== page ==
Starring: Ellen Burstyn, Alfred Lutter, Kris Kristofferson
Director: Martin Scorsese
Running Time: 112 mins
Alice Doesn’t Live Here Anymore is an American film about a woman who, after years of suffering in a neglectful home life, decides to move city with her young son, driving across the Southwestern United States attempting to stay afloat.
A film that touches on both deeply personal issues as well as a wider perspective on the role of women in modern society, Alice Doesn’t Live Here Anymore is rich in depth throughout, but has all the ingredients of a really challenging watch. However, thanks to an exceptional lead performance from Ellen Burstyn, the film is as genuinely enjoyable and uplifting as it is a sobering view on the modern world.
There’s a lot that makes this film a gripping watch, but it would be nothing without Burstyn in the lead role. Her energy, humour and dramatic ability are the perfect combination to tell what is a complex and very layered story, and not one that you need to take at face value.
In all truth, it would be easy for the film to give a gritty, almost hopeless perspective on the life of a woman suppressed for her years in marriage, and then almost left out to pasture after leaving her home life. However, Alice Doesn’t Live Here Anymore goes beyond what are undeniably heavy-going issues on the surface, telling a hopeful story of how women can succeed in the face of adversity.
And that’s why Burstyn’s performance is so perfect here. At times, she shows the anguish, despair and fear of a woman who seems to have all roads closed off ahead, yet with clear determination and a smiling, humorous attitude to life, she’s able to overcome every obstacle, and find a way forward.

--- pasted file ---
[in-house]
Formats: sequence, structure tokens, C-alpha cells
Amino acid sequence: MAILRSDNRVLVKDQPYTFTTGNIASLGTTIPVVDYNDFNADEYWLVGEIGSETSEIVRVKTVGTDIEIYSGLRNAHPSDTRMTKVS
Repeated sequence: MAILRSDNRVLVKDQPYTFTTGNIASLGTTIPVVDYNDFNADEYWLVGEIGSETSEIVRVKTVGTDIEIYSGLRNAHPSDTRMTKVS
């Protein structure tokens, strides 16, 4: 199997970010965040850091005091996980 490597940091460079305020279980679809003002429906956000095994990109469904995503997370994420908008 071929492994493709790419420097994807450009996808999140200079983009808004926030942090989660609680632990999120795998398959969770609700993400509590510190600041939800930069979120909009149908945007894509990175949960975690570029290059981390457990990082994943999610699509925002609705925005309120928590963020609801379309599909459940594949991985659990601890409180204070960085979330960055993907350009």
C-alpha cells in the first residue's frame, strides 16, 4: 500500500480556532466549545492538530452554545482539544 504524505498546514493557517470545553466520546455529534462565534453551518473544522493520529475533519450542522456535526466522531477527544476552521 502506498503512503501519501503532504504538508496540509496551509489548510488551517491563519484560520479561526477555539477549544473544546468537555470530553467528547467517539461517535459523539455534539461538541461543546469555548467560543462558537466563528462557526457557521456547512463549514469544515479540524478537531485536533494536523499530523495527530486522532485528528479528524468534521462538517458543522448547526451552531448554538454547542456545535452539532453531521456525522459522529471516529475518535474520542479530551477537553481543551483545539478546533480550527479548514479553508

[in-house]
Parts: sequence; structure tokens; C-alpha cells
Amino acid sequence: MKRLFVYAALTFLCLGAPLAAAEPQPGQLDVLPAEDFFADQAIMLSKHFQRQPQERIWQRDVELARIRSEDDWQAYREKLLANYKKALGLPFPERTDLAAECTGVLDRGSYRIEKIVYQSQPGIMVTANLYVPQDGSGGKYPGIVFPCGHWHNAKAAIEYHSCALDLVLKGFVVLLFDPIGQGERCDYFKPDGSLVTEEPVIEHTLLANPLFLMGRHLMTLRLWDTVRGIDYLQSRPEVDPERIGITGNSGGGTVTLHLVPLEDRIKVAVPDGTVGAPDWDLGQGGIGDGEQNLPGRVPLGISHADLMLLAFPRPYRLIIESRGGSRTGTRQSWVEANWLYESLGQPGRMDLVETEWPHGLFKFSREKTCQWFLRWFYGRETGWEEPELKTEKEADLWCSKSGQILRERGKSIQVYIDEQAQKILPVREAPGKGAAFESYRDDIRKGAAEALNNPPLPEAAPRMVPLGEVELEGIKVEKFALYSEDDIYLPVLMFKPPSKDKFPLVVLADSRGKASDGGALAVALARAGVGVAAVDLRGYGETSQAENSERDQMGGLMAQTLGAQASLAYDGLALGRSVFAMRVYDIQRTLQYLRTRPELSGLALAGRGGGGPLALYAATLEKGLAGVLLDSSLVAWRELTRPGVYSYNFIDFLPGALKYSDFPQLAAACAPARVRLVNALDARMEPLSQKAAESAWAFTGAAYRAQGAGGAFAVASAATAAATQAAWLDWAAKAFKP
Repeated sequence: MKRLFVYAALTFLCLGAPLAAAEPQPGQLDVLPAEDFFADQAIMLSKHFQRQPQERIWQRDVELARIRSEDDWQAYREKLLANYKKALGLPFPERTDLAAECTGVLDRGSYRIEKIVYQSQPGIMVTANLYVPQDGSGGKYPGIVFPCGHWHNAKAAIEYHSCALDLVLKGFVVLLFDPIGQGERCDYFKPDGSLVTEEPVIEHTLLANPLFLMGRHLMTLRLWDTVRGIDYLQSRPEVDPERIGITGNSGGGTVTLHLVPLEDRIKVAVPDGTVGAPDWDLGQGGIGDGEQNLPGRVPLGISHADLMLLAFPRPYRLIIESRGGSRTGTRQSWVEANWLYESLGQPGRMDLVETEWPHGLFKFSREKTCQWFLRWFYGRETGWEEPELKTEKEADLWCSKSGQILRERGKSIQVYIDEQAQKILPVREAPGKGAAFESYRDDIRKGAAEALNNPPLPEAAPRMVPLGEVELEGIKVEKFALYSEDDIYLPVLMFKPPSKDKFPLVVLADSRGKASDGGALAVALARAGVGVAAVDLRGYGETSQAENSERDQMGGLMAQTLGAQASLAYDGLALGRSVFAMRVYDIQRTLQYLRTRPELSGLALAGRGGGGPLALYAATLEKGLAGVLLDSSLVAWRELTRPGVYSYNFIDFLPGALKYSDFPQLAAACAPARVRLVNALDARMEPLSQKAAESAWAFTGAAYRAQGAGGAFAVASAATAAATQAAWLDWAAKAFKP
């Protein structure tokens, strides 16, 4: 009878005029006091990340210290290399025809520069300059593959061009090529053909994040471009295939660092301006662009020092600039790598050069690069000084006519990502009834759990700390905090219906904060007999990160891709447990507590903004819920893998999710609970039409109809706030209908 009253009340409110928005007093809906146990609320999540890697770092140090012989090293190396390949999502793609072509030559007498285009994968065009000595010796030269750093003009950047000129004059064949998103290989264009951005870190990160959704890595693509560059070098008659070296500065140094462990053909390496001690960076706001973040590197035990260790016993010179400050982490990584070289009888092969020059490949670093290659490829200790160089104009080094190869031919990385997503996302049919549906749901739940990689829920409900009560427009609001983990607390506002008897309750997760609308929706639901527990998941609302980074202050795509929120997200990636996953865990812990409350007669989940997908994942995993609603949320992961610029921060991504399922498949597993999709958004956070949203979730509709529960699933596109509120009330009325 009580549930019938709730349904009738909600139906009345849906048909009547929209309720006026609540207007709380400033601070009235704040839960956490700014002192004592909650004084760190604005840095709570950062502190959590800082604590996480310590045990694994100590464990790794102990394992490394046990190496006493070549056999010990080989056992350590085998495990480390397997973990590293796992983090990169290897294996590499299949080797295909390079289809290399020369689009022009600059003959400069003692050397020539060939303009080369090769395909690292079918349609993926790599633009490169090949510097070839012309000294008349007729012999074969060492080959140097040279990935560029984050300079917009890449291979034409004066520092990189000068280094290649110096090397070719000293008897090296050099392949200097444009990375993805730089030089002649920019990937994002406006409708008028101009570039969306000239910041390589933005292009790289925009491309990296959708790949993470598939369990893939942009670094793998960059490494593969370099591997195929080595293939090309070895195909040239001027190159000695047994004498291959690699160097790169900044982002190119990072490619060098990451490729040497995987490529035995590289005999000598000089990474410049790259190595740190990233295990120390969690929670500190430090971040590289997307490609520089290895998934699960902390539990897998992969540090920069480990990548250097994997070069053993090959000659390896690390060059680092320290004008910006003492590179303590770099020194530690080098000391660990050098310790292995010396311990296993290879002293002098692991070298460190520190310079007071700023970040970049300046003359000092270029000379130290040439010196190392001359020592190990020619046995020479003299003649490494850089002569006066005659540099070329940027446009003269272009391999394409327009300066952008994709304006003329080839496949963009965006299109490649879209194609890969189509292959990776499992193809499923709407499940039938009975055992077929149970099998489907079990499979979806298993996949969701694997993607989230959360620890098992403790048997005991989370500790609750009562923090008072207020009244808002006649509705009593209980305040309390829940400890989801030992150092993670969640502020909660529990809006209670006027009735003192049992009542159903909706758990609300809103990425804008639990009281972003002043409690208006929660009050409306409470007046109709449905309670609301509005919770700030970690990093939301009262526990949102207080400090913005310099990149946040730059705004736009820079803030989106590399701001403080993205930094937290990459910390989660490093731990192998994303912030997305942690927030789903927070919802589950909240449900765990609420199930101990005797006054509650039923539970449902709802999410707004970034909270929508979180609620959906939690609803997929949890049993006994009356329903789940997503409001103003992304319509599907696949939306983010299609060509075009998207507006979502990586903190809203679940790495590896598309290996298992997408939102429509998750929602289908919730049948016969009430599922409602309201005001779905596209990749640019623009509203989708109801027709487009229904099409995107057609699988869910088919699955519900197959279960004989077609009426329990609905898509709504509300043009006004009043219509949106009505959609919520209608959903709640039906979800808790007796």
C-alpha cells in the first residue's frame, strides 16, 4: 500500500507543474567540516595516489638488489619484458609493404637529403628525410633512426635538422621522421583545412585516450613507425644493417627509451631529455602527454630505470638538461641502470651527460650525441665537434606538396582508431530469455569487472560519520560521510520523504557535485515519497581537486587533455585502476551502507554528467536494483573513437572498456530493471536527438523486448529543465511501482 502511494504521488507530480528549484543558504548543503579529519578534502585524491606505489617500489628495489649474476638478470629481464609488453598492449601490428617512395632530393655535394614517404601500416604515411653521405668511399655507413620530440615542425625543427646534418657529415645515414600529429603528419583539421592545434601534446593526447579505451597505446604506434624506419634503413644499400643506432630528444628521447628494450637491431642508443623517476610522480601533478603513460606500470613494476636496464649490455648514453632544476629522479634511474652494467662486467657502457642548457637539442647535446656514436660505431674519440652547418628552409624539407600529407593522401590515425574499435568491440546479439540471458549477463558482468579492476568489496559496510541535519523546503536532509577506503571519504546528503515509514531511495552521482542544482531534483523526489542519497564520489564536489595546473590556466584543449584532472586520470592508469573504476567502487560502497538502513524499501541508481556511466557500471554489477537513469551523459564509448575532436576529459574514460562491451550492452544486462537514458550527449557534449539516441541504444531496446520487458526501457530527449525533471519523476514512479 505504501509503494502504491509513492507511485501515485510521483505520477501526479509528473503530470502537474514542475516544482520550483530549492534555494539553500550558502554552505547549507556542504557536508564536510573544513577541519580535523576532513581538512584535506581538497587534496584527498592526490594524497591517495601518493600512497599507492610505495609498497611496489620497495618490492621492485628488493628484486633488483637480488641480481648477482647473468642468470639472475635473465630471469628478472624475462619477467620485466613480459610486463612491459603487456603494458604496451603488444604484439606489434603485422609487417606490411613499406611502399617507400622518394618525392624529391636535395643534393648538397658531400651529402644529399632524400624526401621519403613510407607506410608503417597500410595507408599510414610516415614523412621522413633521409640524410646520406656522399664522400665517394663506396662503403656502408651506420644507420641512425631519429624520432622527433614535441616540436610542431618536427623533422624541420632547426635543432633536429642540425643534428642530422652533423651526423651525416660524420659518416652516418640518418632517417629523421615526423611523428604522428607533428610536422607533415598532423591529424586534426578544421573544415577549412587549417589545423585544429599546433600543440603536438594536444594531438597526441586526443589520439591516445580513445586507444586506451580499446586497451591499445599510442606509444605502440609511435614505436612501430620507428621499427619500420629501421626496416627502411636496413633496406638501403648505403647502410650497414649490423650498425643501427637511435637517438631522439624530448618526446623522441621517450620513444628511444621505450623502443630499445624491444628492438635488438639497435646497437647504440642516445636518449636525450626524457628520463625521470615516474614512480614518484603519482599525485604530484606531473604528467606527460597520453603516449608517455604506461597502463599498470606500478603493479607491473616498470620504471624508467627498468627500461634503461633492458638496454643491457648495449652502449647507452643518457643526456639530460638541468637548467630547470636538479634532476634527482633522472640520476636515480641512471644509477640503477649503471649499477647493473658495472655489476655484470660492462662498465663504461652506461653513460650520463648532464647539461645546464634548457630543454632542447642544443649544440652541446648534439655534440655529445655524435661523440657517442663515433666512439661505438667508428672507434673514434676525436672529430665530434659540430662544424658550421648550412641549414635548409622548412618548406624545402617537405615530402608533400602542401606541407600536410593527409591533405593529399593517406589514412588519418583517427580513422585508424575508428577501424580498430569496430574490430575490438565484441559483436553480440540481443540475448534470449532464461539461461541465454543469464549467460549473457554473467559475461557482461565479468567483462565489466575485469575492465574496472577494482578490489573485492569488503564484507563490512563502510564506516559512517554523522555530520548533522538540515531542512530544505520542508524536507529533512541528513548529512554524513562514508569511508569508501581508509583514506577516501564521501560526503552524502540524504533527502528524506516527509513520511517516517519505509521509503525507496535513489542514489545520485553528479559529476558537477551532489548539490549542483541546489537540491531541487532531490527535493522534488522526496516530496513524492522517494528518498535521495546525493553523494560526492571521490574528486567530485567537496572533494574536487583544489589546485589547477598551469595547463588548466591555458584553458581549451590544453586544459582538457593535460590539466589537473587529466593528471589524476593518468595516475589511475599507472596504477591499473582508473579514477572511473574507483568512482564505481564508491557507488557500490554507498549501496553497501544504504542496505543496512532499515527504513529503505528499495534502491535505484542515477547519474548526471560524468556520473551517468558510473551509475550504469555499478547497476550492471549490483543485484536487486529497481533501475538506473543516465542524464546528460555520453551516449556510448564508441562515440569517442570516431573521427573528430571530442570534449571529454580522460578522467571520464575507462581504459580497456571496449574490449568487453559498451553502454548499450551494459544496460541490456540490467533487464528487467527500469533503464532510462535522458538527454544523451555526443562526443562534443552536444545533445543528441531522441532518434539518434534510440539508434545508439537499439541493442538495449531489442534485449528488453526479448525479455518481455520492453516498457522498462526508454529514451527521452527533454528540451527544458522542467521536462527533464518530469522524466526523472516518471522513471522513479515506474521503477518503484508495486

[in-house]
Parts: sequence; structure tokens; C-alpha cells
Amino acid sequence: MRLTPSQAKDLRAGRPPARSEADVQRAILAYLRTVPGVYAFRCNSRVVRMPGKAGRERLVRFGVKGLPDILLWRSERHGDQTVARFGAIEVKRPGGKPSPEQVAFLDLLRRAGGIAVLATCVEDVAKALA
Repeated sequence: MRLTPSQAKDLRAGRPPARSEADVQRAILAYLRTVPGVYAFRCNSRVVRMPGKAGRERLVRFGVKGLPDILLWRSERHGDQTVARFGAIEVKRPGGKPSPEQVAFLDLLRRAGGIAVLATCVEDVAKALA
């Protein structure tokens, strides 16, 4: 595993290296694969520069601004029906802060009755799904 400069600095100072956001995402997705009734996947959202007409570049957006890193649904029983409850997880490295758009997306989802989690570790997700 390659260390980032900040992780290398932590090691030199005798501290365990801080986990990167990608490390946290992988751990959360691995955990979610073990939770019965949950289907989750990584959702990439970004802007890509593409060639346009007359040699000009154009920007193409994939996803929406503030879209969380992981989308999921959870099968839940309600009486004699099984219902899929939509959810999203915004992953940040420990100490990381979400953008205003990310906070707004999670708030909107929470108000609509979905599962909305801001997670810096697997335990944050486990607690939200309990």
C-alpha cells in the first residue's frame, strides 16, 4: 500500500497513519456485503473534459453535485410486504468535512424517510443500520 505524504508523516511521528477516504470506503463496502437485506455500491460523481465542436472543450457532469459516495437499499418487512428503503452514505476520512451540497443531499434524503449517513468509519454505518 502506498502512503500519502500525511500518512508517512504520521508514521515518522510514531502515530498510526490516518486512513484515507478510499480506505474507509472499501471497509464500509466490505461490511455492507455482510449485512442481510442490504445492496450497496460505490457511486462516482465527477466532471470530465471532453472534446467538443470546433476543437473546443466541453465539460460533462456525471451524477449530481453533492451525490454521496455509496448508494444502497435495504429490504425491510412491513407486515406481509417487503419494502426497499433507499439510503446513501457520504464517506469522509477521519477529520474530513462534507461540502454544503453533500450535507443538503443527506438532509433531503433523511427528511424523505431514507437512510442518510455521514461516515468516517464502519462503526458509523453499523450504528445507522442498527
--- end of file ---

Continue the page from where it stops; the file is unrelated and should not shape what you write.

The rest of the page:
That’s not to say that the film ignores the realities of finding work and independence in society. While Alice is always ultimately able to find a way to succeed, the trials she has to put herself through in order to get there are extremely challenging, and it’s never entirely certain whether she will make something out of her situation, particularly when you’ve seen a string of her failures come before.
In that, Alice Doesn’t Live Here Anymore is a brilliantly fair and grounded social drama, which looks at its central issues in objective fashion, and never goes so far as to over-dramatise them. The story is challenging and sobering at times, but it’s by no means a hyperbolic tale of misery that could have so easily been the case.
With such wonderful humour throughout that turns even the hardest moments into laugh-out-loud joy, this is a film that knows the power of a positive attitude, and ultimately manages to tell the story of a difficult life for both its character and women in general while retaining an ember of hope at every moment, and that’s why I’m giving Alice Doesn’t Live Here Anymore a 7.5 overall.